The economic boom lasted 15 years, give or take. And then the crash of 2007/2008 came, wiping out nearly all the gains, both individual and national. Now, after more than a decade of easy money, paper wealth and the all-consuming consumerism, only one question remains. Was 15 years of boom worth all the grief today?
One way to look at the world since the 1990s is to see it as a grand experiment, both economically and socially. From the economic point of view, the elasticity of cheap credit was expanded as far as it would go. Socially, that meant that even the essentially poor people could borrow money to buy a house on a vague hope their future earnings would miraculously improve compared to the present day.
We all know what happened when credit was no longer elastic. But if we were to do it again, how would we do it? Or would we even do it at all? Would we avoid the risk and decrease the gains to an extent, or would we roll with the gains and disregard the risks come rain or shine? To answer this question, perhaps the best gauge would be to compare the bottom line; that is, have we lost all the gains or are we at least at a positive zero?
The place to start is looking at the actual purchasing power of the poor and lower middle class. Typically, in developed economies, the poor and lower middle class account for about 20% of the population. The question that needs answering is: has that 20% really gained more bang for their buck and have they kept it? Let’s look at the two outliers on the earnings front after the 2008 crash — Canada and the United States.
Starting with the country that has probably weathered the Great Recession with the least amount of inconvenience, Canada, the answer to that question would be a definite yes. Statistically speaking, the net income of the bottom 20% earners in Canada has slightly decreased during the recession of the 1990s from about $21,000 to $19,000 (in inflation-adjusted present-day dollars). However, the reversal came around 1997, at which point the net income of bottom earners started increasing to almost $24,000. Additionally, the next class of earners in Canada saw their net incomes rise from $32,000 to $40,000 during the period from 1997 to 2008. Since the crash of 2008, the purchasing power of both groups of earners may have flattened, but essentially it has not fallen.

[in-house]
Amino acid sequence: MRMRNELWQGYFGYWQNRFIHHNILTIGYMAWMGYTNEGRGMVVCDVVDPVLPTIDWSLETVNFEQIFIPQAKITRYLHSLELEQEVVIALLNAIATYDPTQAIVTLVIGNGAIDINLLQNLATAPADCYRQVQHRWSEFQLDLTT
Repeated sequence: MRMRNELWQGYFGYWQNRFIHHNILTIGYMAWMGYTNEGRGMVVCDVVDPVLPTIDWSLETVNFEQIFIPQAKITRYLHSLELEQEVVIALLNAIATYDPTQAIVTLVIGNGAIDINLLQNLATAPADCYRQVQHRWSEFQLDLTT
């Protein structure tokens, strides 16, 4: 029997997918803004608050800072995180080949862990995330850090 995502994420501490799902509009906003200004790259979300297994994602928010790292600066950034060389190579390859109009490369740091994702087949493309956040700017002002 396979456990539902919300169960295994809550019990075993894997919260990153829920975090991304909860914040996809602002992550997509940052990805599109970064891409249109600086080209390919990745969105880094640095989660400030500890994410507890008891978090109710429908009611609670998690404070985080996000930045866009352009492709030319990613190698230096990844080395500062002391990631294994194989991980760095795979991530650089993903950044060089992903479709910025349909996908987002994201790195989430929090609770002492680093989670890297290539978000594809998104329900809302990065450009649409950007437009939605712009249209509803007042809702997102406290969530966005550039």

(Something similar has happened in the U.K., tracing Canada’s purchasing power progression up to the crash of 2008. But unlike Canada, incomes of the 20% bottom earners in the U.K. have actually fallen since then, while other earnings groups have been
adversely impacted, too.)
As far as the U.S. is concerned, the picture is completely different. The peak of prosperity for Americans came in year 2000, decreasing a bit after the tech bubble burst, but more or less regaining solid footing and upward momentum in the next few years. However, when the crash of 2008 happened, net incomes in the U.S. seem to have fallen into a bottomless pit, dropping all the way down to 1997 levels.
What these statistics tell me is that it all depended on the strength of infrastructure of the entire society, the way the society as a whole perceives risk and the systems of value that govern it. Just one small example of how different things could have been for the U.S. would be the recently introduced financial reform bill in the U.S. What Canada has had for decades — that is, rigidly regulated financial institutions — the U.S. is introducing only now. The prosperity in Canada may not have been as flashy and apparent as it was in the U.S. However, Canada did not lose its boom years’ gains. U.S. did; all of them.